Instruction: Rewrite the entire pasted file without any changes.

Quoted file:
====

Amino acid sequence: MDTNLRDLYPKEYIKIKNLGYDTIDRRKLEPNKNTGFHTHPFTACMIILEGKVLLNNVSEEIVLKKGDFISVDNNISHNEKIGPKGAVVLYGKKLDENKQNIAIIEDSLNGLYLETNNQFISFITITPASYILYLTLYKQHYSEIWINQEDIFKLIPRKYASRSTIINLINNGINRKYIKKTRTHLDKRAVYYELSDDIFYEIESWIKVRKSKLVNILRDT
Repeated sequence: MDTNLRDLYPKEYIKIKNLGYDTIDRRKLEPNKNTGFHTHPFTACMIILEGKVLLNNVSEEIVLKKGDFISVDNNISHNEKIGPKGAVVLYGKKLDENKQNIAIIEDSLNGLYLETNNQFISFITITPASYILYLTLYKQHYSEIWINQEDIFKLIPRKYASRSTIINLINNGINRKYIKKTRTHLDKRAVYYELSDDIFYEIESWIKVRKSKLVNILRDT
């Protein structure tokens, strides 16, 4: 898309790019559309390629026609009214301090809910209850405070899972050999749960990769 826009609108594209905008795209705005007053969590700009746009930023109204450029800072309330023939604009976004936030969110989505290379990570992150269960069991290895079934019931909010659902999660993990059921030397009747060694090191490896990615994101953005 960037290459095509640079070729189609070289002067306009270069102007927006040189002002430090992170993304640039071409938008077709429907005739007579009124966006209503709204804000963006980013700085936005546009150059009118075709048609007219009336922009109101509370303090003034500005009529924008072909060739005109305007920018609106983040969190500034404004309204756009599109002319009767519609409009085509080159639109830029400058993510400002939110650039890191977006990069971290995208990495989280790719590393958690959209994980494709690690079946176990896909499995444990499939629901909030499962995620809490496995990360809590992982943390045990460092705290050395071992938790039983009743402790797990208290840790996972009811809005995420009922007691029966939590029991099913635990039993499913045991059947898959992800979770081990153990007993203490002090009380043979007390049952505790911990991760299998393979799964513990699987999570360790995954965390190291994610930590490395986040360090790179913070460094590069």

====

Amino acid sequence: MDTNLRDLYPKEYIKIKNLGYDTIDRRKLEPNKNTGFHTHPFTACMIILEGKVLLNNVSEEIVLKKGDFISVDNNISHNEKIGPKGAVVLYGKKLDENKQNIAIIEDSLNGLYLETNNQFISFITITPASYILYLTLYKQHYSEIWINQEDIFKLIPRKYASRSTIINLINNGINRKYIKKTRTHLDKRAVYYELSDDIFYEIESWIKVRKSKLVNILRDT
Repeated sequence: MDTNLRDLYPKEYIKIKNLGYDTIDRRKLEPNKNTGFHTHPFTACMIILEGKVLLNNVSEEIVLKKGDFISVDNNISHNEKIGPKGAVVLYGKKLDENKQNIAIIEDSLNGLYLETNNQFISFITITPASYILYLTLYKQHYSEIWINQEDIFKLIPRKYASRSTIINLINNGINRKYIKKTRTHLDKRAVYYELSDDIFYEIESWIKVRKSKLVNILRDT
């Protein structure tokens, strides 16, 4: 898309790019559309390629026609009214301090809910209850405070899972050999749960990769 826009609108594209905008795209705005007053969590700009746009930023109204450029800072309330023939604009976004936030969110989505290379990570992150269960069991290895079934019931909010659902999660993990059921030397009747060694090191490896990615994101953005 960037290459095509640079070729189609070289002067306009270069102007927006040189002002430090992170993304640039071409938008077709429907005739007579009124966006209503709204804000963006980013700085936005546009150059009118075709048609007219009336922009109101509370303090003034500005009529924008072909060739005109305007920018609106983040969190500034404004309204756009599109002319009767519609409009085509080159639109830029400058993510400002939110650039890191977006990069971290995208990495989280790719590393958690959209994980494709690690079946176990896909499995444990499939629901909030499962995620809490496995990360809590992982943390045990460092705290050395071992938790039983009743402790797990208290840790996972009811809005995420009922007691029966939590029991099913635990039993499913045991059947898959992800979770081990153990007993203490002090009380043979007390049952505790911990991760299998393979799964513990699987999570360790995954965390190291994610930590490395986040360090790179913070460094590069």